Law is a system of rules created and enforced by social or governmental institutions to regulate behavior. Its precise definition is a matter of longstanding debate and has been variously described as a science and as the art of justice.
Regardless of its precise definition, the law shapes society in a variety of ways. It defines standards for behaviour, maintains order, resolves disputes and protects liberties and rights. It can be state-enforced and made by a collective legislature, resulting in statutes, or by the executive through decrees and regulations, or it may be judicially established through case law, as is common in civil law jurisdictions. It can also be privately-enforced and enforceable through contractual agreements, arbitration or other forms of alternative dispute resolution.
It is also important to distinguish between laws that are enforceable and those that are just. To be enforceable, they must comply with the rule of law: a principle of governance under which all persons, institutions and entities, public and private, are held accountable to laws that are publicly promulgated, equally enforced and independently adjudicated. It also requires adherence to the principles of supremacy of the law, equality before the law and accountability to the law, separation of powers, participation in decision-making, legal certainty and avoidance of arbitrariness.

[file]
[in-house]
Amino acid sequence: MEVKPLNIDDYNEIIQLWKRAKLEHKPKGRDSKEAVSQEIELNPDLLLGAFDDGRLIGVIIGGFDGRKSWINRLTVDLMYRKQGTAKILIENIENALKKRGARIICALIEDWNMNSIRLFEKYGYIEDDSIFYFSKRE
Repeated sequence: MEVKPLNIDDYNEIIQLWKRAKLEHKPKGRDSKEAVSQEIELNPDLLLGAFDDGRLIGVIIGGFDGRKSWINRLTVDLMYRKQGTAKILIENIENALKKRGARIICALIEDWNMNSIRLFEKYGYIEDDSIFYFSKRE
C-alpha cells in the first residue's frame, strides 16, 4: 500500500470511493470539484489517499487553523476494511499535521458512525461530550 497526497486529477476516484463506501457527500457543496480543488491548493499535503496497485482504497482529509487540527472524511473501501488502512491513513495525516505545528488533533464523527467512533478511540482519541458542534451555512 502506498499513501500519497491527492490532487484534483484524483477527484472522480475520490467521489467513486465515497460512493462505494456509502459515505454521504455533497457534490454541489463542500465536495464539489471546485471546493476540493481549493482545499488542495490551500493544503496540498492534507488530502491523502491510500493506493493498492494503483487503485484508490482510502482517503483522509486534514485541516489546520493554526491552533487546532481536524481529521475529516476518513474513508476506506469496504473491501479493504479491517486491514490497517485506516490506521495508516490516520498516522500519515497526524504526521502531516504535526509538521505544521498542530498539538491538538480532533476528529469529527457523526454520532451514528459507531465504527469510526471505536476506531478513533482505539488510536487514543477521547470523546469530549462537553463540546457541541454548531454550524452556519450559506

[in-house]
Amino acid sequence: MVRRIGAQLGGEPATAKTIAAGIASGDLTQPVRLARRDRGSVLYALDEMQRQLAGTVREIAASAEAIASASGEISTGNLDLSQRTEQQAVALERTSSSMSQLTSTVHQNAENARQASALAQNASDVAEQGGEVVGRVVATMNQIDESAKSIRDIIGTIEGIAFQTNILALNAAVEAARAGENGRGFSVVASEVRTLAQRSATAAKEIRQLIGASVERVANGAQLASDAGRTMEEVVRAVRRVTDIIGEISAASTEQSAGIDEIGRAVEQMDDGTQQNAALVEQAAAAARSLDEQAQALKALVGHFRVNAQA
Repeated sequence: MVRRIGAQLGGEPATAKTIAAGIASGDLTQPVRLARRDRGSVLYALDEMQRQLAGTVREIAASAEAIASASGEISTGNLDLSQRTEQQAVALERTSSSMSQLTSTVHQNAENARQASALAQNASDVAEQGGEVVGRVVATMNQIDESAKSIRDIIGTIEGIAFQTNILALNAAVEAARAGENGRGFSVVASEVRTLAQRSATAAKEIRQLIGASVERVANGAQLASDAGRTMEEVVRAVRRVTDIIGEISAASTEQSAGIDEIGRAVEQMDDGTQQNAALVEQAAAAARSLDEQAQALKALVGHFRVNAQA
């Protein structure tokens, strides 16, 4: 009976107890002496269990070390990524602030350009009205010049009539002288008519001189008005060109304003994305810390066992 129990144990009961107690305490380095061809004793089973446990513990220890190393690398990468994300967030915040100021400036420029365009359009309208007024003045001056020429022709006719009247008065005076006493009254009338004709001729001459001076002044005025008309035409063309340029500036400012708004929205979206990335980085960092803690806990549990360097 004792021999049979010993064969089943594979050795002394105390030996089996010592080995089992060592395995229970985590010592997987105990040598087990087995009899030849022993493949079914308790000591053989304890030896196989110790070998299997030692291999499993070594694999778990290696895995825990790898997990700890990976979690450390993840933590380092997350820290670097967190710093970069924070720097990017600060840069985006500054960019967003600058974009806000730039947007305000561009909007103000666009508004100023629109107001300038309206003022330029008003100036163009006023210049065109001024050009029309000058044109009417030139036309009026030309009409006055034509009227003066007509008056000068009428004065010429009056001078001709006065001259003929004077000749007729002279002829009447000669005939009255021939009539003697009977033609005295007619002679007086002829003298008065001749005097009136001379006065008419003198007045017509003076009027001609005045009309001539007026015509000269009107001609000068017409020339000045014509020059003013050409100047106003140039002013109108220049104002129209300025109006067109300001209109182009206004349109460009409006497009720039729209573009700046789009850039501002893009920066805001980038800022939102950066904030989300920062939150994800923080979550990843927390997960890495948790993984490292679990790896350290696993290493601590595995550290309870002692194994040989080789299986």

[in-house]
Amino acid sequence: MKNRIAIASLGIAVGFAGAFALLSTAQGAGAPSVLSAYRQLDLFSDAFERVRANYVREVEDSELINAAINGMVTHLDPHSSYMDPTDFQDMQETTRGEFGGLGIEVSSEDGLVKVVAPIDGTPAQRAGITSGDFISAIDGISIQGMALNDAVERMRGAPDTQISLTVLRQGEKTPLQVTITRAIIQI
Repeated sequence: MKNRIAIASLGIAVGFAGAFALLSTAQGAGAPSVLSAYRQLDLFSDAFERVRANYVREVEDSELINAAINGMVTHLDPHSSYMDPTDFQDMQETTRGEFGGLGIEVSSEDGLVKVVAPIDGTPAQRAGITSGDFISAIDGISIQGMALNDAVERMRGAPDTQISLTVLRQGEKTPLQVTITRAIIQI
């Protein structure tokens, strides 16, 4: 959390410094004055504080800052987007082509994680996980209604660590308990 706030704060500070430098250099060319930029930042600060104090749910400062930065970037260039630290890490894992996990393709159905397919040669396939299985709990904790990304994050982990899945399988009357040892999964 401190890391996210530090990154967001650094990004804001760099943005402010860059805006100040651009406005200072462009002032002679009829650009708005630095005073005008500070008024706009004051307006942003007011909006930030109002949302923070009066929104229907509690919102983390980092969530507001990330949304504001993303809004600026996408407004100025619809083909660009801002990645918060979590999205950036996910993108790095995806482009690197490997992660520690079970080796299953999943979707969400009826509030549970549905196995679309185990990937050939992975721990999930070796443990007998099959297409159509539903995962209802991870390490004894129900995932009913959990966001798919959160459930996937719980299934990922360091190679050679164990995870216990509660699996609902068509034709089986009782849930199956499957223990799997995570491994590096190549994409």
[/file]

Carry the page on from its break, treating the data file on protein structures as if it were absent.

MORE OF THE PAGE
Other branches of law include contract law (dealing with exchanges of goods or services), property law (defining people’s rights and duties toward tangible property such as land or buildings, movable property like clothing and cars, and intangible assets such as bank accounts and shares of stock) and administrative law, covering the rules and procedures for government and businesses.